What can I write about Shinichiro Watanabe’s seminal, acclaimed, hugely influential anime Cowboy Bebop that has not already been discussed, in greater detail and with more eloquence, by people before me? I came very late to Cowboy Bebop; I’ve mentioned before when reviewing anime that aside from a handful of exceptions, like Ghost in the Shell, I hadn’t watched much until a few years ago. Cowboy Bebop was one of the landmark series that I’d somehow missed out on, and it took me seventeen years – the series aired in Japan in 1998, but not until 2001 in the west – to correct that grave mistake. Fortunately, Cowboy Bebop: The Movie (2001) gives me an opportunity to discuss the series as a whole and the film in particular. Set between episodes 23 and 24 of the original 26 episode run, the film works as more of a “lost episode” than as a either a capstone to the series or a truly standalone adventure. I imagine a casual viewer could approach it without having watched the series, but that would leave them missing out on much of the world- and character-building that went into the show – and as the film is set largely on Mars, it misses out on much of the swashbuckling, spacefaring charm of the series.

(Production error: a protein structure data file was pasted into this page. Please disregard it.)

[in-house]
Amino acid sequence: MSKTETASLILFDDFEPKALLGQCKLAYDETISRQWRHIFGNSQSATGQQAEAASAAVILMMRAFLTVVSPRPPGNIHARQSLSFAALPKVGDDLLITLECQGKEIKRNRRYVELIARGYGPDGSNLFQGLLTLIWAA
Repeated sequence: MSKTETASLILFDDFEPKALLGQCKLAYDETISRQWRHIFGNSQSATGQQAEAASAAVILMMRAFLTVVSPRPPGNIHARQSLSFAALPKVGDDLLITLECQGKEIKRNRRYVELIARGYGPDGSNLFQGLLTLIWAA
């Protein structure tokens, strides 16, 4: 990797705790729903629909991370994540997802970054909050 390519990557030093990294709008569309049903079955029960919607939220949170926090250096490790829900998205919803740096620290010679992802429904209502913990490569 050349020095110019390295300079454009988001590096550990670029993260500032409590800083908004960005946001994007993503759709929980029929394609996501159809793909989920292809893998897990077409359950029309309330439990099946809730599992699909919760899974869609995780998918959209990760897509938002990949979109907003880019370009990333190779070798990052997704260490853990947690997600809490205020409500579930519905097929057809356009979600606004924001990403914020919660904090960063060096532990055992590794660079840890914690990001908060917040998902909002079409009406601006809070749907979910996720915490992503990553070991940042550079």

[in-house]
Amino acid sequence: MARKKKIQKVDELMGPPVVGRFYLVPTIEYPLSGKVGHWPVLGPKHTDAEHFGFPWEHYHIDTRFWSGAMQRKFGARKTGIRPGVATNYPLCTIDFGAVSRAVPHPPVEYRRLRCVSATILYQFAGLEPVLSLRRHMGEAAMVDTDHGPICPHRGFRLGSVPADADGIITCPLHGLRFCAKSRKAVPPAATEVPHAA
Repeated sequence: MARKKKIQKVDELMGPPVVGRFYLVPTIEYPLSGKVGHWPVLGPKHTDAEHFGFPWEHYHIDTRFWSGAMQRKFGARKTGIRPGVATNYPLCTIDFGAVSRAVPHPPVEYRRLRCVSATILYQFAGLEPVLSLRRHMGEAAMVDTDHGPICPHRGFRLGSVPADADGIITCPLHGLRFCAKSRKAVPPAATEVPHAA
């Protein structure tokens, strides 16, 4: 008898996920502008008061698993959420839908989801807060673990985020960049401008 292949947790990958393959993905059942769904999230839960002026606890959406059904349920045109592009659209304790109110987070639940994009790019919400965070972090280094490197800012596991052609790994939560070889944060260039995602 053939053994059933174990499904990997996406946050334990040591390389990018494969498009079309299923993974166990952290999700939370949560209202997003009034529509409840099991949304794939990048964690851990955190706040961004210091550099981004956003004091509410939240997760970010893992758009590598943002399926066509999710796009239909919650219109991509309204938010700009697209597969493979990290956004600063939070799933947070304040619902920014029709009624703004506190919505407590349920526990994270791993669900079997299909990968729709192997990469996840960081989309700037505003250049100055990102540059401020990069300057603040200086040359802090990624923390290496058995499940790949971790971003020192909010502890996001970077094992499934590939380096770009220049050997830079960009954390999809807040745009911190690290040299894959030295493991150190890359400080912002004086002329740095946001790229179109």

Review: Spirited Away (2001)
I’ve been so busy exploring Japanese cinema that I’d never seen before that I’ve only rarely dabbled in reviewing films that I had already watched. Last year a Ghost in the Shell retrospective at my local cinema gave me the opportunity to talk about one of my favourite films of all time. This year, I caught a screening of Spirited Away (2001) that allowed me to reassess a film that I never fell in love with the first time around. For whatever reason, when I first watched it back in the early 2000s – probably not long after it was released, perhaps with an English dub – it never stuck. Seeing it again on the big screen, with the original Japanese audio, and with nearly two decades of investment in Japanese culture was an entirely different experience.
Review: Pulse (2001)
Veteran director Kiyoshi Kurosawa (Sweet Home, Creepy) has built a career dipping in and out of the crime and horror genres. It would be easy to dismiss Pulse (2001) as another relic from the age of late-90s J-horror that coasted in on the success of Ring, replacing that film’s cursed VHS premise with a fear of the early internet age. Instead, Pulse is a different beast altogether, with a wildly different tone of creeping, quiet apocalypse and a totally different approach to its scares.